By Dee Wilson & Laurilee McMichael
Two Turangi Land Search and Rescue volunteers who trekked for three hours in snow and pitch darkness on Mt Tongariro to reach a woman with hypothermia, say they were just doing what needed to be done.
Professional outdoor instructor Luke Middleton and mountain and raft guide Brett Donaldson were called out around 10pm last Saturday.
Mr Donaldson had spent the day looking after his children and working at Turangi Ski Hire in the afternoon, and it was as he was preparing for bed that he got the call.
He had work the next day and considered not going. But to say no - searchers are always given the option to refuse - would have felt like letting his SAR mates, the police and the people on the mountain down.
"Sometimes you just go 'no, I just can't go tonight, I just don't have the energy'. You weigh up all those factors and then you make your decision."
The two Turangi searchers were airlifted to Ketetahi Shelter around midnight to make the trek of around 8km to search for the woman and her partner.
Mr Middleton said the weather was clear and fine in Turangi but it was a different story on the mountain.
"It was very dark, pitch black with cloud cover and a disorienting environment."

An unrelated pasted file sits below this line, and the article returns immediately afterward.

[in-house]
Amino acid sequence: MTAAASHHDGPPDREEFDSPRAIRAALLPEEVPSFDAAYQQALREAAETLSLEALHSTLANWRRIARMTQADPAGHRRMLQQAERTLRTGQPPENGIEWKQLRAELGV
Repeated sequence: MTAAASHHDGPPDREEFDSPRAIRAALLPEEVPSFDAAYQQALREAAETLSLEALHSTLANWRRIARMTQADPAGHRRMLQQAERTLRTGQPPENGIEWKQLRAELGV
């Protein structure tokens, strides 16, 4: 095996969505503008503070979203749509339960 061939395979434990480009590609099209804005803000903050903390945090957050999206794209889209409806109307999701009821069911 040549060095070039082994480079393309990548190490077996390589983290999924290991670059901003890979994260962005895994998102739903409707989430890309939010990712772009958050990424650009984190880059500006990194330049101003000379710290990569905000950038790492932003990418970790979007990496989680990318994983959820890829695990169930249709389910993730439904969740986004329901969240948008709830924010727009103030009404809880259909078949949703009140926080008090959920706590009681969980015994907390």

The rescuers trudged through knee-deep snow in places during the three-hour trek.
The pair used track markers, GPS and local knowledge to find their way in the dark and Mr Middleton says the pair's fitness and experience meant they made good progress given the conditions.
"We knew where they were and just needed to get there and provide assistance so it was more time consuming than difficult because of the distance we had to cover.
"But I wouldn't have liked to have been in [the lost couple's] shoes - wet and cold and lost out there."
The rescuers made it to Oturere Hut shortly after the trampers.
Mr Middleton says the men had done their best to warm the hypothermic woman up but they had limited spare dry clothing and it was probably fortunate that trained rescuers were on the scene.
"Two hours later it might have been a different story."
The rescuers got the woman into the only two dry sleeping bags that were left and gave her the warm clothes they were carrying.
The hut's gas heater was not working and the rest of the party had a cold wait until they were picked up by the Greenlea rescue helicopter after sunrise.
Mr Middleton says the four trampers were all "very grateful" for the support and the sleepless night was part of the job.
"You volunteer and respond and do what you need to do."
The rescue impacted more on Mr Donaldson - his wife Nicole had work the next morning, and with her husband away, had to take their three young children.
Other local SAR families helped look after them and Mr Donaldson says he's grateful for "great bosses".
He returned home exhausted and too tired to work his afternoon shift.
"People just think that we're there and ready to go and we get paid to do it, but we don't, we make a lot of sacrifices through family time, losing a day's work, spending a night out in the cold and putting our own lives on the line.
"But we just go and do it."